In this lesson, we’ll discuss how to ensure that the outcome of the resolution process is satisfactory to both parties.
In particular, we’ll look at:
In order for parties in a conflict resolution process to feel truly satisfied, they need to feel the outcome has met their needs and interests.
While the parties have likely come in with positions, or what they think they need in order to be satisfied, those positions are not the only ways of getting what they need.
When we look at the positions more closely, we uncover the interests, or the real reasons why the parties have taken their positions. These interests are what the parties need to have met in order to feel satisfied.
Thus we want parties to share their interests as part of this process, and we list those interests once they have been uncovered.
You’re a mediator, and you have Party A and Party B in a conflict resolution process. You want to make sure that you capture all of their interests, however many there might be.
Let’s say there are three interests for Party A, and five interests for Party B. It doesn’t matter that Party B has more interests than Party A; what matters is that the parties feel that what they need has been laid out on the table.
Once the parties have laid out their interests, they need to prioritize, or rank them. Both parties have to decide what’s most important for them here. How the parties rank their interests is completely up to them, and you may find that they're going to rank their interests differently.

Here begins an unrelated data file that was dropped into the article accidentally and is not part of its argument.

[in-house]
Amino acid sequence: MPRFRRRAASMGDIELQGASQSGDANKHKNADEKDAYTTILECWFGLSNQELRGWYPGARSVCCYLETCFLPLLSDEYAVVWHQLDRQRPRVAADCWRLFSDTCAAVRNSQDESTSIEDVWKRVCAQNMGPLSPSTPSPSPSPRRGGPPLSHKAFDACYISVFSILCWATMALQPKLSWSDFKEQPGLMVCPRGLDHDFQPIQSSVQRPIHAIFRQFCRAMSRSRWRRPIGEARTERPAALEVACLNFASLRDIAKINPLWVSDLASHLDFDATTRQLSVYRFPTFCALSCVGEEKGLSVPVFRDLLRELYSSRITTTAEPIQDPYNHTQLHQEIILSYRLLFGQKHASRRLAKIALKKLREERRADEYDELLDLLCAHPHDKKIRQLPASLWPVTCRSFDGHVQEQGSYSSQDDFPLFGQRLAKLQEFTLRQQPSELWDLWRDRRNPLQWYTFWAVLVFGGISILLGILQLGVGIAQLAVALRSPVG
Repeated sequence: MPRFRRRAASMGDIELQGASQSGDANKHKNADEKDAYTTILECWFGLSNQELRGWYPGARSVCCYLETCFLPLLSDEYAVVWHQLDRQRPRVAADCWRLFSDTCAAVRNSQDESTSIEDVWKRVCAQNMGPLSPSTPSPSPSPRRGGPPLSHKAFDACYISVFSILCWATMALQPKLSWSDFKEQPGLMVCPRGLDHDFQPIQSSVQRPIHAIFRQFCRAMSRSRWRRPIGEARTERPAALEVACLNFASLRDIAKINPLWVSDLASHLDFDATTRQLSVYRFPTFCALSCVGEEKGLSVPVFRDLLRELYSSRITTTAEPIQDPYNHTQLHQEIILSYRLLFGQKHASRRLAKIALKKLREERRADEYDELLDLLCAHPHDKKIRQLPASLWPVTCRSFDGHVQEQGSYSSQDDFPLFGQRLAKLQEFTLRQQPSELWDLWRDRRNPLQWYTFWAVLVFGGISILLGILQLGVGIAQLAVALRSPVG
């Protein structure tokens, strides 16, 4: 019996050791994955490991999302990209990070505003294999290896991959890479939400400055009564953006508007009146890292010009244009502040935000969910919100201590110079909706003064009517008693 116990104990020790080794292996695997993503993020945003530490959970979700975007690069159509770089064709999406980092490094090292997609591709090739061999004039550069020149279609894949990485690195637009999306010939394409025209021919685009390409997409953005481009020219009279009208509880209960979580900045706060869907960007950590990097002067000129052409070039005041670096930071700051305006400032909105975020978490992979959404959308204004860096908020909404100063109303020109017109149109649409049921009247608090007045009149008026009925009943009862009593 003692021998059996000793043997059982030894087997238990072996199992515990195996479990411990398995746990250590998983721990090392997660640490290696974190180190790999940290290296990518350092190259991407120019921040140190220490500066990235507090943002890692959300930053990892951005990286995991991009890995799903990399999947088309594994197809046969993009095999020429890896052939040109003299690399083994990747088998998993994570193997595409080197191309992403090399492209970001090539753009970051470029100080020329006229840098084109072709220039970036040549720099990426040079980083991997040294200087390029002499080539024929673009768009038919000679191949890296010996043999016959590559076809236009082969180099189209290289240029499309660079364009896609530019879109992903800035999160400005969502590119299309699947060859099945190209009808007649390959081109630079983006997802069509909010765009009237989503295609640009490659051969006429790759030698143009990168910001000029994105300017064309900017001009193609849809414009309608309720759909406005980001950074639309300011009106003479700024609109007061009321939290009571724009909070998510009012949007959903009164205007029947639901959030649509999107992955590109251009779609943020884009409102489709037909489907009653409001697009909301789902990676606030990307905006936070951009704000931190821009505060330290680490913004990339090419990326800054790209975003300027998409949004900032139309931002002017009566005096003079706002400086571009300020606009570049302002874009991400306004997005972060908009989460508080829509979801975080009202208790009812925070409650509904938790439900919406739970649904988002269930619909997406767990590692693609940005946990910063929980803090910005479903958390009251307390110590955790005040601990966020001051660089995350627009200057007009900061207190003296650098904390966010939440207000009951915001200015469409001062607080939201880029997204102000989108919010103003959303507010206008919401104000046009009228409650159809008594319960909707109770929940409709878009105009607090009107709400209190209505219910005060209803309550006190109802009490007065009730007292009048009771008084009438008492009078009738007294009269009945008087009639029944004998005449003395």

Let’s say that Party A and Party B are involved in a conflict over a family inheritance, and they've listed what their interests are. There may be conflicts over money, items to be inherited, family heirlooms, or any number of things.
You find that Party A really wants a couple of particular items. These items don’t have significant monetary value, but they have a sentimental value.
Party A ranks those items as the number one priority; they're at the top of the list. Party B is a little bit more interested in the monetary value of things, so those particular items doesn't really seem that important to Party B.
Party B might still like to have those items as well, but when it comes to ranking, the financial aspects of the estate rank higher. Thus what Party B puts as number one is different.
You might look at the list of Party A and Party B’s interests, and notice that one party has three interests while the other has five or six. When you write up an agreement in which Party A gets three things, and Party B gets five things, you might wonder if that’s really fair.
It is fair if that's what the parties agree on and if that's what they want. This process is all about the parties having their interests met, so they get to define what that means. The satisfactory nature of an agreement is not defined by an objective criteria of what might be perceived as equal or unequal, and there are many instances in which the agreement may appear unequal to you as an outside party.
There’s no right or wrong way for the parties to rank their interests. It might appear as if the agreement is unequal, but this is not the case as long as the parties are satisfied that their needs are being met.
For this reason, any objective standard we might want to use as an intervenor to look at an agreement as equitable or inequitable is not appropriate in this situation.